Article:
Currently, all the prints are ‘collagraphs’. The name comes from the Greek words ‘koll’ or ‘kola’, which means glue, and ‘graph’, meaning ‘to draw’.

Unique Prints and Artists Proofs

Unique Prints: When one of my prints is marked as a Unique Print (U/P), it is a unique original. Indeed, many of my printing plates are printed only once, with many printed less than ten times. Even in instances where a plate is used to make more than one print, the print is never a copy, as the plate is inked by hand individually each time, resulting in colour and tone variations between the impressions. Other factors influencing the deterioration and/or movement of materials on the plate between impressions, resulting in visible differences between prints made from the same plate.

Artists Proofs: These are a limited number of prints (marked A/P), usually created as a final check before a limited and numbered edition of prints is produced. However, in my case, I do not subsequently produce an edition. As a result of the nature of my printing plates, these are non-identical prints.

Making prints and printing

To date, most of my printing plates have been made using 1.5mm birch plywood, sourced from online suppliers. Textures are built up on the surface of the board using various materials – household filler, plastic fruit bags/netting, plastic washers, twigs, carborundum powder (the same stuff that glass paper is made with) etc. Almost anything can be used, provided that the surface is not raised by more than about 2mm, as the plate must pass under a printing press roller under heavy pressure.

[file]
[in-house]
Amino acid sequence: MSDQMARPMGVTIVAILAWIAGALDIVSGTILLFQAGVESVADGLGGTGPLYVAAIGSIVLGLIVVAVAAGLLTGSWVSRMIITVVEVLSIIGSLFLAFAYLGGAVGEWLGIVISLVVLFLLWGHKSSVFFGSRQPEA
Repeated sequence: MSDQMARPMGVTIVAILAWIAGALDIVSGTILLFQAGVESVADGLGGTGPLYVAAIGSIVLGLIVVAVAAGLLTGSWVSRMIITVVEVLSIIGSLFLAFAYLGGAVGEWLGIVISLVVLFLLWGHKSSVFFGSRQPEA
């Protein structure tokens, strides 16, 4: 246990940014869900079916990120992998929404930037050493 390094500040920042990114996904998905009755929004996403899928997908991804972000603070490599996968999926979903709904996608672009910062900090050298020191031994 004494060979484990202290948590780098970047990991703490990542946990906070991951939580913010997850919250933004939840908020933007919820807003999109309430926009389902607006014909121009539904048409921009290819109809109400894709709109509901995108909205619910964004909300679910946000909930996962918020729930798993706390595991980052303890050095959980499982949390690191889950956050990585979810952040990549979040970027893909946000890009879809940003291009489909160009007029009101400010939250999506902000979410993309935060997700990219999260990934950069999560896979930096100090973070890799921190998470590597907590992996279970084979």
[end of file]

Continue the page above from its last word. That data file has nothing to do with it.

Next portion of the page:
The surface is then sealed using varnishes, to prevent ink from penetrating the surface and oozing out everywhere on the printing press. This isn’t pretty and must be avoided!

Plates are then printed on a specialist etching press, where the pressure applied to the plate and paper, via the rollers, can be carefully controlled. To date, I have been using quality printmaking papers including Somerset by St Cuthberts Mill and Fabriano.

There is always surprise (and sometimes disappointment) and delight in printing a plate. Although I have a good idea of how a plate may print, it is impossible to know exactly how a plate/paper/pressure combination will behave. I have learnt to be more patient and accept that mistakes and ‘good accidents’ may occur. Also, with the kind of plates that I make, sometimes the plate looks amazing, but prints poorly. This is usually because I did not seal the surface adequately or because there were insufficient differences in tone to register on the print. I try to learn from these mistakes for the next plate of that kind.

The Ropewalk

Most of the works have been printed at The Ropewalk, a gallery and arts centre in Barton-upon-Humber, North Lincolnshire, under the expert guidance and encouragement of artist and printmaker Tim Needham. A warm and huge thank you is extended to Tim and the Ropewalk, for their support and enthusiasm for my work and for supporting printmaking and the wider arts scene within Lincolnshire and beyond.